Add to this the tougher lending conditions, and it is little wonder that so many people have balked at buying a home given the low interest rates.

However, higher interest rates are a sign that bigger paychecks for the average American are on their way as well. This is because rising interest rates are designed to combat the inflationary effects that are caused by people having too much money.

Greater wage growth means more confidence and an increased willingness to buy homes.

6. Shift away from renting

Added to the new construction is the emphasis on creating more homes, which naturally entices people to think about buying instead of renting. Even though mortgage interest rates will rise, the natural impetus during times of recovery is that more people start buying homes.

Given that the housing market has actually been fairly strong over the past few years given the negative conditions that have been present, the long-term trends indicate that more people will get out of renting and start buying properties.

The downside of hiking interest rates

Although there is plenty of evidence to show that the expected rise in interest rates will not have too deleterious of an effect, there will still be some negative aspects.

First and foremost, any rise in the interest rate will lead to concerns by potential homebuyers that this is not the time to buy a home. This is a natural result of having the rates start to rise.

However, because the rates are so low to begin with, this might not have nearly the effect that it normally has in the past.

Although there have been some lower trends in real estate sales reported already in some parts of the country because of the anticipated rise, it has not translated into anything serious as of this date.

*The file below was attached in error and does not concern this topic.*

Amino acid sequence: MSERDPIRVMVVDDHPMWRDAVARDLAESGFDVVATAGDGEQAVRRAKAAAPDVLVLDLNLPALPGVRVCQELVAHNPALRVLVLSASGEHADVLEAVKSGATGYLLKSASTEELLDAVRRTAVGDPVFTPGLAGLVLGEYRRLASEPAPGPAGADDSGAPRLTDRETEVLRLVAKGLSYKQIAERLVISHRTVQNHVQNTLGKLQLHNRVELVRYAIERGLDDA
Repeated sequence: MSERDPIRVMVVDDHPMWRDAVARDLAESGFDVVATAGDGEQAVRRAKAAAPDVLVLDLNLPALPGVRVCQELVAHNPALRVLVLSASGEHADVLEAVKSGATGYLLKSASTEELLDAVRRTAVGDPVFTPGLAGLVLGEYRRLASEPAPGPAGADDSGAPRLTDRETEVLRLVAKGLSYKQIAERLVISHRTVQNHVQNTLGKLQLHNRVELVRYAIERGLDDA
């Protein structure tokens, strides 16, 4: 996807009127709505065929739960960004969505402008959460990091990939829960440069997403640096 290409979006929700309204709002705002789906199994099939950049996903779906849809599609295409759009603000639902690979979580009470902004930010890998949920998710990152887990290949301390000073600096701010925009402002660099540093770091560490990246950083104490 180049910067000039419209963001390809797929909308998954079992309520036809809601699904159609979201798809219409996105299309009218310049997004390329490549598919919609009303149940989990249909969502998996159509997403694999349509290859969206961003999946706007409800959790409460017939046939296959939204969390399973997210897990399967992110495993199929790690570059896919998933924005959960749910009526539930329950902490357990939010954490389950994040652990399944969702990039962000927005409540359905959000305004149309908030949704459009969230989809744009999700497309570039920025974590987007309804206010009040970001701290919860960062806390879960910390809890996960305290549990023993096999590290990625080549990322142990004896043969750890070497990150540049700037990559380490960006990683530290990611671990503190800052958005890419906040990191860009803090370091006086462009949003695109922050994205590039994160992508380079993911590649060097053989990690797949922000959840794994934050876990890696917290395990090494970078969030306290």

The overall negative effects of any rise in interest rates are seen as short-term when it comes to the real estate market with long-term opportunities being present given the current state of occupancy rates. Furthermore, the economy is still not steady or strong in its recovery, which means that a downturn could signal a drop in the rates once again.

So, it is possible that a downturn could force interest rates to drop once again, but it would not be by much because rates are so low to begin with.

There are many different factors that play into rising interest rates that cannot be accurately forecasted, but overall the sign of rising interest rates means a growing, healthy economy, which traditionally has created more consumer confidence.

The most confident people are about their economic standing, the more likely they are to purchase homes.

Although the future is still somewhat uncertain, the feds raising interest rates later this year is a sign that things are getting better in the economy. As long as the belief holds true, then the result will mean a stronger real estate market with more transactions despite the higher interest rates.

Omri Barzilay is the CEO at Propcy. You can follow him on his blog or Twitter.

Email Omri Barzilay.